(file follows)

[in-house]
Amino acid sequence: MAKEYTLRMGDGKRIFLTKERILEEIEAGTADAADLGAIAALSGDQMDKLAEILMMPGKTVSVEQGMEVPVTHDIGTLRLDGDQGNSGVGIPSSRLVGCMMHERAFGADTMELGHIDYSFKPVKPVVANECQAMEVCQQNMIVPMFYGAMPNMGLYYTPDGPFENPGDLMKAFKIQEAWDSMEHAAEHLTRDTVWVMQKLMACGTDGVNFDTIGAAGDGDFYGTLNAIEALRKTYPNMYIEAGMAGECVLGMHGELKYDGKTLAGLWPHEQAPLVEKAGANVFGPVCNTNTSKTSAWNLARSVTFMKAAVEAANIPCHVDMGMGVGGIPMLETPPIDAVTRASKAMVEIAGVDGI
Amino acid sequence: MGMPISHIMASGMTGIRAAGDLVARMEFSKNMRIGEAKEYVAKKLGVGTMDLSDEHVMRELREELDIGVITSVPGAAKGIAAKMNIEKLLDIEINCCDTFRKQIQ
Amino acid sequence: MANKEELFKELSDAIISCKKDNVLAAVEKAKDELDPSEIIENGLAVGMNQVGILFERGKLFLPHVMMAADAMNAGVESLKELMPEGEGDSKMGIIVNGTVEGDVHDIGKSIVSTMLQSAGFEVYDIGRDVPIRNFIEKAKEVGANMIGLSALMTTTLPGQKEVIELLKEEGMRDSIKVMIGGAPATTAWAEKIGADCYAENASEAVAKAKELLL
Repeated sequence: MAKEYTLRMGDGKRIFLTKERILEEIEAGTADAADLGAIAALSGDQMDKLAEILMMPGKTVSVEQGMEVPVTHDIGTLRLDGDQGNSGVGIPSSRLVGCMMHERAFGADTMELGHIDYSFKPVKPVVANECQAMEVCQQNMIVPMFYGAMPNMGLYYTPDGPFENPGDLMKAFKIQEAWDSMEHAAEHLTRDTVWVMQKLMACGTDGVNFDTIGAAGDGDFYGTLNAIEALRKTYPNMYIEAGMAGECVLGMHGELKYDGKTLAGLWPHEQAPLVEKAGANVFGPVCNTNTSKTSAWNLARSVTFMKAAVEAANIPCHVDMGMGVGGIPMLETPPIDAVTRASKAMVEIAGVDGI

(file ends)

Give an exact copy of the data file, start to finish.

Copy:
[in-house]
Amino acid sequence: MAKEYTLRMGDGKRIFLTKERILEEIEAGTADAADLGAIAALSGDQMDKLAEILMMPGKTVSVEQGMEVPVTHDIGTLRLDGDQGNSGVGIPSSRLVGCMMHERAFGADTMELGHIDYSFKPVKPVVANECQAMEVCQQNMIVPMFYGAMPNMGLYYTPDGPFENPGDLMKAFKIQEAWDSMEHAAEHLTRDTVWVMQKLMACGTDGVNFDTIGAAGDGDFYGTLNAIEALRKTYPNMYIEAGMAGECVLGMHGELKYDGKTLAGLWPHEQAPLVEKAGANVFGPVCNTNTSKTSAWNLARSVTFMKAAVEAANIPCHVDMGMGVGGIPMLETPPIDAVTRASKAMVEIAGVDGI
Amino acid sequence: MGMPISHIMASGMTGIRAAGDLVARMEFSKNMRIGEAKEYVAKKLGVGTMDLSDEHVMRELREELDIGVITSVPGAAKGIAAKMNIEKLLDIEINCCDTFRKQIQ
Amino acid sequence: MANKEELFKELSDAIISCKKDNVLAAVEKAKDELDPSEIIENGLAVGMNQVGILFERGKLFLPHVMMAADAMNAGVESLKELMPEGEGDSKMGIIVNGTVEGDVHDIGKSIVSTMLQSAGFEVYDIGRDVPIRNFIEKAKEVGANMIGLSALMTTTLPGQKEVIELLKEEGMRDSIKVMIGGAPATTAWAEKIGADCYAENASEAVAKAKELLL
Repeated sequence: MAKEYTLRMGDGKRIFLTKERILEEIEAGTADAADLGAIAALSGDQMDKLAEILMMPGKTVSVEQGMEVPVTHDIGTLRLDGDQGNSGVGIPSSRLVGCMMHERAFGADTMELGHIDYSFKPVKPVVANECQAMEVCQQNMIVPMFYGAMPNMGLYYTPDGPFENPGDLMKAFKIQEAWDSMEHAAEHLTRDTVWVMQKLMACGTDGVNFDTIGAAGDGDFYGTLNAIEALRKTYPNMYIEAGMAGECVLGMHGELKYDGKTLAGLWPHEQAPLVEKAGANVFGPVCNTNTSKTSAWNLARSVTFMKAAVEAANIPCHVDMGMGVGGIPMLETPPIDAVTRASKAMVEIAGVDGI